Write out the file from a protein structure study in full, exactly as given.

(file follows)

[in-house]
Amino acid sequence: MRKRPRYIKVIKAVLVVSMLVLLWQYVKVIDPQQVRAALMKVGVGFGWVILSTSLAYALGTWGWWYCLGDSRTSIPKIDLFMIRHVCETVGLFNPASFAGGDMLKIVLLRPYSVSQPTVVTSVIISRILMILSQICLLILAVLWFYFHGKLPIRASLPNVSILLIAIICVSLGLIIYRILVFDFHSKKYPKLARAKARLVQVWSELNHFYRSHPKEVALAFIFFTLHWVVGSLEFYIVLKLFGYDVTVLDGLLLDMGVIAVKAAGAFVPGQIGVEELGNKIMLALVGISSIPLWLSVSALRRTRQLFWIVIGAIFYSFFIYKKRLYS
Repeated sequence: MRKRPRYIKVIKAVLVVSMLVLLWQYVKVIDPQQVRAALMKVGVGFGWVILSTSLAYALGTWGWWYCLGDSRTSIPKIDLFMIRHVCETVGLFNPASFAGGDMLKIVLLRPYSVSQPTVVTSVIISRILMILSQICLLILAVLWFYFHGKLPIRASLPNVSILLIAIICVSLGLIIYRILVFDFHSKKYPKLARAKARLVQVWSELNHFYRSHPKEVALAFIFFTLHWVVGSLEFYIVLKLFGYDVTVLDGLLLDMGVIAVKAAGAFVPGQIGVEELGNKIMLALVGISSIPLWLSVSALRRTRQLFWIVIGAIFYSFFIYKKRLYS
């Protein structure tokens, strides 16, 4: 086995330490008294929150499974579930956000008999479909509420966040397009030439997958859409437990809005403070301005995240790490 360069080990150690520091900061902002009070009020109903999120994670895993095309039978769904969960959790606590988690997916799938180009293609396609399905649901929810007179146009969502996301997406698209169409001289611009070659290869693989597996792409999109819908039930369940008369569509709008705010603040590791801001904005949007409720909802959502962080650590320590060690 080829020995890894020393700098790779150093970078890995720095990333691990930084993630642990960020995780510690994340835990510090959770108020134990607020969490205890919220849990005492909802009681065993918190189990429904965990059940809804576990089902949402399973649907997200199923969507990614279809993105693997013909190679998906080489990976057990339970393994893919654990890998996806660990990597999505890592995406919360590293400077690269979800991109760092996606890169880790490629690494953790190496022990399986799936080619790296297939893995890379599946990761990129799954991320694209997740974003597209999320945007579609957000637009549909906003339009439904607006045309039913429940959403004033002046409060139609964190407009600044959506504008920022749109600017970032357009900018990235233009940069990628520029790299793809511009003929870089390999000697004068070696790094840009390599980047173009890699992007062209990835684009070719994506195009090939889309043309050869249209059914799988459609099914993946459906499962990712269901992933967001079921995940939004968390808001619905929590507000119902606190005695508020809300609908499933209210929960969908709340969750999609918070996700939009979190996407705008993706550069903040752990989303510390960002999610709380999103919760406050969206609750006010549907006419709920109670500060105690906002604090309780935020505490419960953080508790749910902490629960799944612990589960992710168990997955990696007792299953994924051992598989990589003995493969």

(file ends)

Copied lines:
[in-house]
Amino acid sequence: MRKRPRYIKVIKAVLVVSMLVLLWQYVKVIDPQQVRAALMKVGVGFGWVILSTSLAYALGTWGWWYCLGDSRTSIPKIDLFMIRHVCETVGLFNPASFAGGDMLKIVLLRPYSVSQPTVVTSVIISRILMILSQICLLILAVLWFYFHGKLPIRASLPNVSILLIAIICVSLGLIIYRILVFDFHSKKYPKLARAKARLVQVWSELNHFYRSHPKEVALAFIFFTLHWVVGSLEFYIVLKLFGYDVTVLDGLLLDMGVIAVKAAGAFVPGQIGVEELGNKIMLALVGISSIPLWLSVSALRRTRQLFWIVIGAIFYSFFIYKKRLYS
Repeated sequence: MRKRPRYIKVIKAVLVVSMLVLLWQYVKVIDPQQVRAALMKVGVGFGWVILSTSLAYALGTWGWWYCLGDSRTSIPKIDLFMIRHVCETVGLFNPASFAGGDMLKIVLLRPYSVSQPTVVTSVIISRILMILSQICLLILAVLWFYFHGKLPIRASLPNVSILLIAIICVSLGLIIYRILVFDFHSKKYPKLARAKARLVQVWSELNHFYRSHPKEVALAFIFFTLHWVVGSLEFYIVLKLFGYDVTVLDGLLLDMGVIAVKAAGAFVPGQIGVEELGNKIMLALVGISSIPLWLSVSALRRTRQLFWIVIGAIFYSFFIYKKRLYS
């Protein structure tokens, strides 16, 4: 086995330490008294929150499974579930956000008999479909509420966040397009030439997958859409437990809005403070301005995240790490 360069080990150690520091900061902002009070009020109903999120994670895993095309039978769904969960959790606590988690997916799938180009293609396609399905649901929810007179146009969502996301997406698209169409001289611009070659290869693989597996792409999109819908039930369940008369569509709008705010603040590791801001904005949007409720909802959502962080650590320590060690 080829020995890894020393700098790779150093970078890995720095990333691990930084993630642990960020995780510690994340835990510090959770108020134990607020969490205890919220849990005492909802009681065993918190189990429904965990059940809804576990089902949402399973649907997200199923969507990614279809993105693997013909190679998906080489990976057990339970393994893919654990890998996806660990990597999505890592995406919360590293400077690269979800991109760092996606890169880790490629690494953790190496022990399986799936080619790296297939893995890379599946990761990129799954991320694209997740974003597209999320945007579609957000637009549909906003339009439904607006045309039913429940959403004033002046409060139609964190407009600044959506504008920022749109600017970032357009900018990235233009940069990628520029790299793809511009003929870089390999000697004068070696790094840009390599980047173009890699992007062209990835684009070719994506195009090939889309043309050869249209059914799988459609099914993946459906499962990712269901992933967001079921995940939004968390808001619905929590507000119902606190005695508020809300609908499933209210929960969908709340969750999609918070996700939009979190996407705008993706550069903040752990989303510390960002999610709380999103919760406050969206609750006010549907006419709920109670500060105690906002604090309780935020505490419960953080508790749910902490629960799944612990589960992710168990997955990696007792299953994924051992598989990589003995493969």